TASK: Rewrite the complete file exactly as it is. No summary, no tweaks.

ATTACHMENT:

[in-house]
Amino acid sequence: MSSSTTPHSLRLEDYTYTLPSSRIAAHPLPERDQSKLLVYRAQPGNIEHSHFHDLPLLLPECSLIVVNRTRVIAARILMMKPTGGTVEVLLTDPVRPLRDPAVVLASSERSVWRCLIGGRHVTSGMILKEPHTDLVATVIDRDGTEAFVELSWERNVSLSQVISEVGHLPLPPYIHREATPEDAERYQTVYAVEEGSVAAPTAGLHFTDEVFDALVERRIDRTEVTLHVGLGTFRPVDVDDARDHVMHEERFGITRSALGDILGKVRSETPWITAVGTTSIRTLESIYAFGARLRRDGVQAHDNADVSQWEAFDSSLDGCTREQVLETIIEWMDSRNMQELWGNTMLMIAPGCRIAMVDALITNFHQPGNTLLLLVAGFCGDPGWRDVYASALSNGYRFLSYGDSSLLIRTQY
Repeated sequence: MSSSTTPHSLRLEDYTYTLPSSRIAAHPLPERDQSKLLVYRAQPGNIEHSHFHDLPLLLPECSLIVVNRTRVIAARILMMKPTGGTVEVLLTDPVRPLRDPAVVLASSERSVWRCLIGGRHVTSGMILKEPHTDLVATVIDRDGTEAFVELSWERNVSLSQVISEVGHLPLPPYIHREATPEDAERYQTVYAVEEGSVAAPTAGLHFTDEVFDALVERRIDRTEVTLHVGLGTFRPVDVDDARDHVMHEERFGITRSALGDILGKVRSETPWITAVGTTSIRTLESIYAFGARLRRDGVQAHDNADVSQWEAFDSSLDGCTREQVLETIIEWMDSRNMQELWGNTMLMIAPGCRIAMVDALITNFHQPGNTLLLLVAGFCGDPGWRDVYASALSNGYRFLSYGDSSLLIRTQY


[in-house]
Amino acid sequence: MSSSTTPHSLRLEDYTYTLPSSRIAAHPLPERDQSKLLVYRAQPGNIEHSHFHDLPLLLPECSLIVVNRTRVIAARILMMKPTGGTVEVLLTDPVRPLRDPAVVLASSERSVWRCLIGGRHVTSGMILKEPHTDLVATVIDRDGTEAFVELSWERNVSLSQVISEVGHLPLPPYIHREATPEDAERYQTVYAVEEGSVAAPTAGLHFTDEVFDALVERRIDRTEVTLHVGLGTFRPVDVDDARDHVMHEERFGITRSALGDILGKVRSETPWITAVGTTSIRTLESIYAFGARLRRDGVQAHDNADVSQWEAFDSSLDGCTREQVLETIIEWMDSRNMQELWGNTMLMIAPGCRIAMVDALITNFHQPGNTLLLLVAGFCGDPGWRDVYASALSNGYRFLSYGDSSLLIRTQY
Repeated sequence: MSSSTTPHSLRLEDYTYTLPSSRIAAHPLPERDQSKLLVYRAQPGNIEHSHFHDLPLLLPECSLIVVNRTRVIAARILMMKPTGGTVEVLLTDPVRPLRDPAVVLASSERSVWRCLIGGRHVTSGMILKEPHTDLVATVIDRDGTEAFVELSWERNVSLSQVISEVGHLPLPPYIHREATPEDAERYQTVYAVEEGSVAAPTAGLHFTDEVFDALVERRIDRTEVTLHVGLGTFRPVDVDDARDHVMHEERFGITRSALGDILGKVRSETPWITAVGTTSIRTLESIYAFGARLRRDGVQAHDNADVSQWEAFDSSLDGCTREQVLETIIEWMDSRNMQELWGNTMLMIAPGCRIAMVDALITNFHQPGNTLLLLVAGFCGDPGWRDVYASALSNGYRFLSYGDSSLLIRTQY